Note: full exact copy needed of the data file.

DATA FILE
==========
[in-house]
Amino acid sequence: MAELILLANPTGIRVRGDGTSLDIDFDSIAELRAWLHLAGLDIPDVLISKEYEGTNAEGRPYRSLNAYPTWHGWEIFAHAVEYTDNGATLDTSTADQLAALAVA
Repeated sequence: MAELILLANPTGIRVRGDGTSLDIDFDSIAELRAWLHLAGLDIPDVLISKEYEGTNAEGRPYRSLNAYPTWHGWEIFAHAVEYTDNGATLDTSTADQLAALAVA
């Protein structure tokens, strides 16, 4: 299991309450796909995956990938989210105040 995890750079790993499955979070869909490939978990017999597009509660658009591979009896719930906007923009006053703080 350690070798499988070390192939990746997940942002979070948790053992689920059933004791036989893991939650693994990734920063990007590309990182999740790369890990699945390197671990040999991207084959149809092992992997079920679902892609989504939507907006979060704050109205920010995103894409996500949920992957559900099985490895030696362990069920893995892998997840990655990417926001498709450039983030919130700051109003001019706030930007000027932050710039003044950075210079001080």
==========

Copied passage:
[in-house]
Amino acid sequence: MAELILLANPTGIRVRGDGTSLDIDFDSIAELRAWLHLAGLDIPDVLISKEYEGTNAEGRPYRSLNAYPTWHGWEIFAHAVEYTDNGATLDTSTADQLAALAVA
Repeated sequence: MAELILLANPTGIRVRGDGTSLDIDFDSIAELRAWLHLAGLDIPDVLISKEYEGTNAEGRPYRSLNAYPTWHGWEIFAHAVEYTDNGATLDTSTADQLAALAVA
């Protein structure tokens, strides 16, 4: 299991309450796909995956990938989210105040 995890750079790993499955979070869909490939978990017999597009509660658009591979009896719930906007923009006053703080 350690070798499988070390192939990746997940942002979070948790053992689920059933004791036989893991939650693994990734920063990007590309990182999740790369890990699945390197671990040999991207084959149809092992992997079920679902892609989504939507907006979060704050109205920010995103894409996500949920992957559900099985490895030696362990069920893995892998997840990655990417926001498709450039983030919130700051109003001019706030930007000027932050710039003044950075210079001080």